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Thai-Style Lettuce Wraps | Nam Prik Ong | น้ำพริกอ่อง


Nam Prik Ong Recipe 1 resize

When most people think of Asian lettuce wraps, they imagine eating the Asian Chicken Lettuce Wrap appetizer at P.F. Chang’s with the yummy dipping sauce. Of course, that is Chinese and not Thai.

In Thailand, they don’t really have Asian lettuce wraps, so if you want to make Thai-Style lettuce wraps, you have to make up your own. You can always put larb in lettuce wraps, which is delightful. But another Thai dish we like to put in lettuce wraps is Nam Prik Ong, a Thai pork and tomato dip.

Thai-Style Lettuce Wraps | Nam Prik Ong | น้ำพริกอ่อง

Whenever I think about nam prik ong, it brings me back to Dom’s grandma’s house in Sukhothai, Dominic’s hometown in northern Thailand.

At dinner time, in the living room we would roll out Grandma’s worn straw mat on their painted red concrete floor that somehow was always spotless. Then as the smells of fried garlic and shallots wafted in, we would set down a rattling random assortment of colorful plastic plates in a pile, along with well-used forks and spoons.

Thai-Style Lettuce Wraps | Nam Prik Ong | น้ำพริกอ่อง

From her “kitchen” outside, which was really just a burner set up on the floor of the back porch with bottles of Thai sauces surrounding it, she would bring out a plate full of fresh cabbage, long beans and fried pork rinds with a small bowl of nam prik ong in the center of it.

Then we would sit around, dipping our veggies in the nam prik ong, savoring its spicy, sweet flavor while watching Grandma’s favorite Thai or Korean soap operas as a large fan lazily spun next to us.

Thai-Style Lettuce Wraps | Nam Prik Ong | น้ำพริกอ่อง

The simple, fresh meal, and relaxing time with her made us forget about the sweat oozing out our pores in her non-A/C house. It was magical.

Nam prik ong is one of Dom’s favorite Thai recipes that his grandma makes. Talk about pressure for me! For some reasons we hadn’t tried making it until recently, and once we did, our hearts felt a little bit closer to his grandma and like we saw her again briefly after not seeing her for 4.5 years.

Thai-Style Lettuce Wraps | Nam Prik Ong | น้ำพริกอ่อง

You can eat nam prik ong in lettuce wraps, or use it as a dip for chips, and crackers, but use pork skins if you want to eat it Thai-style! Try it out and let me know your thoughts!

And here is the fun video Dom, and I love about how to make it:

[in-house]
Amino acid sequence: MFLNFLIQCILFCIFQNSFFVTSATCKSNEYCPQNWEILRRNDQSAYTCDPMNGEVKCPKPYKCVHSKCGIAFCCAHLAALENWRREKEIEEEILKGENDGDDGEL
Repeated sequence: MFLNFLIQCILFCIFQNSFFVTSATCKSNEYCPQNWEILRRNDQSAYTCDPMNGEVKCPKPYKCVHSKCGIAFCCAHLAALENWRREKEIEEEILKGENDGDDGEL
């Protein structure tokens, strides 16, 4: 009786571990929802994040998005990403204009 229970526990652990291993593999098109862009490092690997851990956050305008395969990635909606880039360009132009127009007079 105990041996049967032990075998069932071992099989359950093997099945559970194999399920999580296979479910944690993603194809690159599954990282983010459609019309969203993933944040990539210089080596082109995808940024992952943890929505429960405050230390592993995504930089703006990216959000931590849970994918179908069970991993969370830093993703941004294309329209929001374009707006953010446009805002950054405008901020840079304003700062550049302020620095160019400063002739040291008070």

Thai-Style Lettuce Wraps | Nam Prik Ong | น้ำพริกอ่อง

Rating: 51

Prep Time: 15 minutes

Cook Time: 15 minutes

Serving Size: 2-3

Thai-Style Lettuce Wraps | Nam Prik Ong | น้ำพริกอ่อง

This is our favorite Thai-Style lettuce wrap, Nam Prik Ong, from my Thai grandma's recipe!


  • 3 shallots, diced, divided
  • 12 garlic cloves, smashed and chopped, divided
  • 8-10 dried Thai chilies, depending on spice preference
  • 3 tbsp. cooking oil
  • 1 pound ground pork
  • 2 c. baby tomatoes, quartered
  • 2 tbsp. tamarind paste
  • 1 tbsp. fish sauce, to taste
  • 2 tbsp. palm sugar, to taste
  • 2 tsp. Thai Shrimp Paste(optional)


  1. Soak the Thai chilies in warm water for at least 30 minutes to soften them up before their pounding.
  2. Add soaked Thai chilies, half of the shallots and half of the garlic to your mortar and pestle. Pound until smooth. *If you don't have a mortar and pestle, you can use a food processor. It won't have the same authentic flavor, but still be delicious!
  3. Add 3 tbsp. of cooking oil to a wok or large pan.
  4. Add the reserved garlic and shallots to the cold pan. Stir-fry until brown and crisp. Keep stirring it while it fries and once it starts to turn golden, turn off the pan and keep stirring. It can quickly go from brown to burnt if you don't keep your eye on it.
  5. Remove the fried garlic and shallots and place in a small bowl, but keep the garlic and shallot infused oil in the pan.
  6. Now add the pounded chilies, garlic and shallots and stir-fry for a few minutes until fragrant.
  7. Then add ground pork and combine well with chilie mixture.
  8. When the pork has cooked a little, add the tomatoes.
  9. Crush the tomatoes with the back of your spatula to help them combine with the pork mixture.
  10. Stir until pork is cooked through and combined well with the tomatoes.
  11. Then add tamarind, fish sauce, sugar, shrimp paste, fried shallots and garlic, and mix it up. We like ours more sweet and sour with a slight salty taste.
  12. You can serve it with lettuce wraps, cabbage, green beans, pork skins, or if you want to make it more fusion, serve it with chips, crackers or pita bread!


It's best to use sweet and sour baby tomatoes, but since I can't find those in our grocery store, we just use regular baby tomatoes and add in tamarind paste to make it sour.

Dom's grandma always puts Thai Shrimp Paste in hers, but if you can't find it, no worries! I still love it without it too.



  • Felice Forby

    Hmm, I think the next thing after Sriracha that I need to invest in is some tamarind paste! I’ve noticed it in a couple of recipes of yours that I really want to try 🙂

    • Sherri Phengchard

      Yes! I use tamarind paste all the time in Thai cooking. I make my own tamarind paste by buying a block of seedless tamarind and squishing it to make my paste 🙂 Let me know if you need tips on it!